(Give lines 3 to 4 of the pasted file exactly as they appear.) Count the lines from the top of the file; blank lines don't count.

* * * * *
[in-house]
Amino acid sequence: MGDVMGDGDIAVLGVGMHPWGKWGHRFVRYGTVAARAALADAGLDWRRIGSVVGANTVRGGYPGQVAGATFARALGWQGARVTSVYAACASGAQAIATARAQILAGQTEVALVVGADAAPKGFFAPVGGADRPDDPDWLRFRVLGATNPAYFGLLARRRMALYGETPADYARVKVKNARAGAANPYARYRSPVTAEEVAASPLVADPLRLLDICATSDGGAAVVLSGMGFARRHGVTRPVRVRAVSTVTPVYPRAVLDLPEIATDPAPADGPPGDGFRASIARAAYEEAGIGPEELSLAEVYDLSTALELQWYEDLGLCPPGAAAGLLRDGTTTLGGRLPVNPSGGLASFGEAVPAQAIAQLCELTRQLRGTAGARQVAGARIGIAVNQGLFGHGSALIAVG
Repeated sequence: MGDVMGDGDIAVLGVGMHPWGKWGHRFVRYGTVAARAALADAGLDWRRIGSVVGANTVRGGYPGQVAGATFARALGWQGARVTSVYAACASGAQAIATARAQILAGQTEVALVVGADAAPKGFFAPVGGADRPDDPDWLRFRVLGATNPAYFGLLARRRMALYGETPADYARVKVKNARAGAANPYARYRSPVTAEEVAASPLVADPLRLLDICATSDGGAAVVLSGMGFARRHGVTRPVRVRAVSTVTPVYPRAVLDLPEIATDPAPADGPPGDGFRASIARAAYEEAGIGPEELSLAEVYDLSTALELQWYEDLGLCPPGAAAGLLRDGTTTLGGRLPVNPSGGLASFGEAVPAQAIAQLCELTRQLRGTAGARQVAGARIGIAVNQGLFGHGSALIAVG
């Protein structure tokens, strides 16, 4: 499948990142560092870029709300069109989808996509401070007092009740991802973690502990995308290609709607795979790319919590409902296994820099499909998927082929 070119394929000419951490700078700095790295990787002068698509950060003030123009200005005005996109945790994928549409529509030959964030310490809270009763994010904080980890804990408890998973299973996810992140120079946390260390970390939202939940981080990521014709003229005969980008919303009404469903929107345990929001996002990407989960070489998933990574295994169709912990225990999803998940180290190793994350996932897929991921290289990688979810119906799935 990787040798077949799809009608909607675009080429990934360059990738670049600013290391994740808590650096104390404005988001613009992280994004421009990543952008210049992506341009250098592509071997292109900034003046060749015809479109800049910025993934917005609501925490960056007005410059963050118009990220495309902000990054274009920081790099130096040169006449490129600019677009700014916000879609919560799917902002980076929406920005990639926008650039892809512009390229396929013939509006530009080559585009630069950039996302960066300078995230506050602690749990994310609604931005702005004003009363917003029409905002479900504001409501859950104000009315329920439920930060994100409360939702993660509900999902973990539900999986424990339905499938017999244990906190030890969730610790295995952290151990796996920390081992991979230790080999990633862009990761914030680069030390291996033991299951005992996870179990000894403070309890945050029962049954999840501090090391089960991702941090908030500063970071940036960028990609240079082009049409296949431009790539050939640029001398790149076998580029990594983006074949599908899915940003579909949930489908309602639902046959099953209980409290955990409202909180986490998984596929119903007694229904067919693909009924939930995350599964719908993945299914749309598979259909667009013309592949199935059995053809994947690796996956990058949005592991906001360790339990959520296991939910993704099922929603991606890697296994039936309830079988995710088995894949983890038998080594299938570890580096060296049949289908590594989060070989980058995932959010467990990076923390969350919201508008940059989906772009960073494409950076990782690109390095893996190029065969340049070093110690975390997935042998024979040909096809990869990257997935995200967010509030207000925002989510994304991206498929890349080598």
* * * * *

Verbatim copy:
Repeated sequence: MGDVMGDGDIAVLGVGMHPWGKWGHRFVRYGTVAARAALADAGLDWRRIGSVVGANTVRGGYPGQVAGATFARALGWQGARVTSVYAACASGAQAIATARAQILAGQTEVALVVGADAAPKGFFAPVGGADRPDDPDWLRFRVLGATNPAYFGLLARRRMALYGETPADYARVKVKNARAGAANPYARYRSPVTAEEVAASPLVADPLRLLDICATSDGGAAVVLSGMGFARRHGVTRPVRVRAVSTVTPVYPRAVLDLPEIATDPAPADGPPGDGFRASIARAAYEEAGIGPEELSLAEVYDLSTALELQWYEDLGLCPPGAAAGLLRDGTTTLGGRLPVNPSGGLASFGEAVPAQAIAQLCELTRQLRGTAGARQVAGARIGIAVNQGLFGHGSALIAVG
């Protein structure tokens, strides 16, 4: 499948990142560092870029709300069109989808996509401070007092009740991802973690502990995308290609709607795979790319919590409902296994820099499909998927082929 070119394929000419951490700078700095790295990787002068698509950060003030123009200005005005996109945790994928549409529509030959964030310490809270009763994010904080980890804990408890998973299973996810992140120079946390260390970390939202939940981080990521014709003229005969980008919303009404469903929107345990929001996002990407989960070489998933990574295994169709912990225990999803998940180290190793994350996932897929991921290289990688979810119906799935 990787040798077949799809009608909607675009080429990934360059990738670049600013290391994740808590650096104390404005988001613009992280994004421009990543952008210049992506341009250098592509071997292109900034003046060749015809479109800049910025993934917005609501925490960056007005410059963050118009990220495309902000990054274009920081790099130096040169006449490129600019677009700014916000879609919560799917902002980076929406920005990639926008650039892809512009390229396929013939509006530009080559585009630069950039996302960066300078995230506050602690749990994310609604931005702005004003009363917003029409905002479900504001409501859950104000009315329920439920930060994100409360939702993660509900999902973990539900999986424990339905499938017999244990906190030890969730610790295995952290151990796996920390081992991979230790080999990633862009990761914030680069030390291996033991299951005992996870179990000894403070309890945050029962049954999840501090090391089960991702941090908030500063970071940036960028990609240079082009049409296949431009790539050939640029001398790149076998580029990594983006074949599908899915940003579909949930489908309602639902046959099953209980409290955990409202909180986490998984596929119903007694229904067919693909009924939930995350599964719908993945299914749309598979259909667009013309592949199935059995053809994947690796996956990058949005592991906001360790339990959520296991939910993704099922929603991606890697296994039936309830079988995710088995894949983890038998080594299938570890580096060296049949289908590594989060070989980058995932959010467990990076923390969350919201508008940059989906772009960073494409950076990782690109390095893996190029065969340049070093110690975390997935042998024979040909096809990869990257997935995200967010509030207000925002989510994304991206498929890349080598």